Regardless of how truly secure our not our networks and applications in fact were, we often gained some comfort from this boundary.

With the advent of Cloud computing, with the desire to do work on a whole range of Mobile devices, even our own personal devices, and with the desire to access our services for work from anywhere in the world, moving to services which are hosted on servers and in data centers that are not under our control often feels like we’ve lost that comfort… that assurance that we’re controlling the security of our critical IT services, or it feels that we’ve given the management of our security over to someone else (that we can’t see, that we can’t talk to and that we don’t know).

When, in actuality, often services like Office 365 are more secure than we could have ever hoped to deploy in our own environments… often we have more control over how our services are secured than we’ve ever had. We often just aren’t aware yet of the security benefits that come out of box with Office 365, and we’re not aware of the security capabilities that are available for us to use.

Office 365 Secure Score is a security analytics tool from Microsoft that comes with your Office 365 subscription. Its built to help us understand and navigate all of the security options that are available to us in Office 365.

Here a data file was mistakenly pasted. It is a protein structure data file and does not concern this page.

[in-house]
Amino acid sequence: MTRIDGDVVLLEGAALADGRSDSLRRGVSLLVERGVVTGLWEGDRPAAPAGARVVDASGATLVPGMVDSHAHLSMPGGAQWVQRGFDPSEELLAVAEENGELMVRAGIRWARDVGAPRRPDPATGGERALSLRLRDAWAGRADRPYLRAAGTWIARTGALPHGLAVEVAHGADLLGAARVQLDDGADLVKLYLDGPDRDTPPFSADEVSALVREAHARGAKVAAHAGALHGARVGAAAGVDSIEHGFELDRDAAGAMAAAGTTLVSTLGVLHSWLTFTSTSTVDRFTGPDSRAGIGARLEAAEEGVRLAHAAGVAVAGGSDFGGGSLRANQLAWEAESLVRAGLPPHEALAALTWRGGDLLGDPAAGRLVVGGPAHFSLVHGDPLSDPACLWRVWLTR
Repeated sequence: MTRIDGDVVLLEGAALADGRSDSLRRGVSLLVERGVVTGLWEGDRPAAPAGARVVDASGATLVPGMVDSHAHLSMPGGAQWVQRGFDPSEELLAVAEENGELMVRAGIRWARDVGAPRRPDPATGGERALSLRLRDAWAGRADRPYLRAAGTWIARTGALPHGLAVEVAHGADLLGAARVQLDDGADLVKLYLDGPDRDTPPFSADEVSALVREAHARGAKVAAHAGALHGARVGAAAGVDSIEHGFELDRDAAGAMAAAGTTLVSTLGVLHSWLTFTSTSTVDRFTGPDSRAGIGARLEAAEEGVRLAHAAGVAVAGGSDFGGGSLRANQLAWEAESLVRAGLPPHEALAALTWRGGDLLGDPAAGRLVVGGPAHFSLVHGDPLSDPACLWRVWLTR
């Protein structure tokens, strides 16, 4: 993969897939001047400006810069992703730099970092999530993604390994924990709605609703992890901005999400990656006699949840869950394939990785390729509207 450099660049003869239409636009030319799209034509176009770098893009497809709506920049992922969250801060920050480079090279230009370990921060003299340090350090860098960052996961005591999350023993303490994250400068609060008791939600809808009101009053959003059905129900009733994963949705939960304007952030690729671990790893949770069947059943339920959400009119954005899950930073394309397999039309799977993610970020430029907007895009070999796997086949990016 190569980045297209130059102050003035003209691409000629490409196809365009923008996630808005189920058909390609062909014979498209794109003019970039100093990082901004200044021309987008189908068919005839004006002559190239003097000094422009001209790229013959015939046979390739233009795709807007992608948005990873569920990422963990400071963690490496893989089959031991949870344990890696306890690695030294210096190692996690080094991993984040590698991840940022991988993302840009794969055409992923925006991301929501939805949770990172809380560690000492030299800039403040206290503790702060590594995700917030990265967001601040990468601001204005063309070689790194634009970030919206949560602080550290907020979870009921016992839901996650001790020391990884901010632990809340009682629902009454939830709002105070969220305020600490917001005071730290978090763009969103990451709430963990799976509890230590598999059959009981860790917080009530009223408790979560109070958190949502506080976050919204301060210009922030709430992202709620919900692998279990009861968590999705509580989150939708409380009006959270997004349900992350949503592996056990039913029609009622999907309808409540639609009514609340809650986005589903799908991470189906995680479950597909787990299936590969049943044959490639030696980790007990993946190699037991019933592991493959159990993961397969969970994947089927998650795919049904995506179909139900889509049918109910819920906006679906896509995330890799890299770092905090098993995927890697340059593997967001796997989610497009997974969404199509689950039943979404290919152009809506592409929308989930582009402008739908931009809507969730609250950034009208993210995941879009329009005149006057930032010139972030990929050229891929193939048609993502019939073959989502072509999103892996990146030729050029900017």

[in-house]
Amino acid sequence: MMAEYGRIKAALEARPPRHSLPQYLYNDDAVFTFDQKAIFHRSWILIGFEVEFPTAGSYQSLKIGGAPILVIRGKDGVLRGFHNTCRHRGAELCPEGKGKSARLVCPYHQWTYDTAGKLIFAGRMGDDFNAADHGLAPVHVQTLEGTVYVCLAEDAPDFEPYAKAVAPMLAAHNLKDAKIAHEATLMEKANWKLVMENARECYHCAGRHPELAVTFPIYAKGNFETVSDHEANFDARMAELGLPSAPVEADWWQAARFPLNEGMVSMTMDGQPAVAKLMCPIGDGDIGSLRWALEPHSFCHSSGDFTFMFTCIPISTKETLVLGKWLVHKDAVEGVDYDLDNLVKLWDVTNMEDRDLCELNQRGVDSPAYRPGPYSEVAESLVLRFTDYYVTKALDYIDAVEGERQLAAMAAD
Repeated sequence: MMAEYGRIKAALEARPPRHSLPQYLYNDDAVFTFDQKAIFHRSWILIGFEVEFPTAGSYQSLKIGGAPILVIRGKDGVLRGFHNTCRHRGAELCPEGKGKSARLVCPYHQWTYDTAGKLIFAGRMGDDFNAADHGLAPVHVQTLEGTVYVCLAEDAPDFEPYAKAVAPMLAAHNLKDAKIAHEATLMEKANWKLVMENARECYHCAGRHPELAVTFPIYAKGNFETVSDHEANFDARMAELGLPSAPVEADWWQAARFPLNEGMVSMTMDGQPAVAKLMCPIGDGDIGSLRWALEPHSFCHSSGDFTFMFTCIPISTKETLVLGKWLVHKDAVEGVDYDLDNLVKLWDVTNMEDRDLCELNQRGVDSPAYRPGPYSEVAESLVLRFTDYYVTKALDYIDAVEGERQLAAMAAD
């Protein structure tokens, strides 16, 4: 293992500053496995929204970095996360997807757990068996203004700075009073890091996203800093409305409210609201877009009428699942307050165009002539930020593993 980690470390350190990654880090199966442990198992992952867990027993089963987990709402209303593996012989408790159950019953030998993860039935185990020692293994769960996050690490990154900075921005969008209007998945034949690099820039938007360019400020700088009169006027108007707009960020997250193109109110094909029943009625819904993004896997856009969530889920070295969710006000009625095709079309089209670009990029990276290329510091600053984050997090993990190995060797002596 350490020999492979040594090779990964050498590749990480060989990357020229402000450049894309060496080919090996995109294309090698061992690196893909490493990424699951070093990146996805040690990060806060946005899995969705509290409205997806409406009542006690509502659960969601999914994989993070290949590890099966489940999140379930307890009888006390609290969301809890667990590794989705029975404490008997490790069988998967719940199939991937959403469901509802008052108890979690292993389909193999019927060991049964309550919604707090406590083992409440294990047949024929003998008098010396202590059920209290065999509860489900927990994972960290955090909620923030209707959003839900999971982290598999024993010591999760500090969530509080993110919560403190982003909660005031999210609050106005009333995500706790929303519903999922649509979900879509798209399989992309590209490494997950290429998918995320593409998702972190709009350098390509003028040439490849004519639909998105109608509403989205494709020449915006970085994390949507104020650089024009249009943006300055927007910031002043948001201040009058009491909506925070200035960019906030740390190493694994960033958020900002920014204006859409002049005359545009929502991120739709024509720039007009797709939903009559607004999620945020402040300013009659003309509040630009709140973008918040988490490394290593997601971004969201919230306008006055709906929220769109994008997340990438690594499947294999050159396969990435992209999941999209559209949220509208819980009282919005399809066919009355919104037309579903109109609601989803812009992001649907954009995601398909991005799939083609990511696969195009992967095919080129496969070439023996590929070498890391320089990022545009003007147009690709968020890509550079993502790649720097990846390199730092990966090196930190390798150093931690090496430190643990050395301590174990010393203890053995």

It’s a relatively new feature from Microsoft, released early this year. Its purpose is really to:
  • Help us understand our current security posture
  • Help us understand which security features we are using and not yet using
  • Help us understand the impact of rolling out new security features to our end users and administrators, and what the security benefits are to us
  • Help us understand how we can improve our security posture, and it even tracks our progress over time

My presentation slides are available here:


Please reach out and let me know if you have any questions.

Enjoy.
-Antonio

Monday, July 31, 2017

SPSNYC: Office 365 Security - MacGyver, Ninja or SWAT Team

Thanks to everyone that attended my session at SharePoint Saturday NYC this past weekend. We had a great group in the room and some really good questions.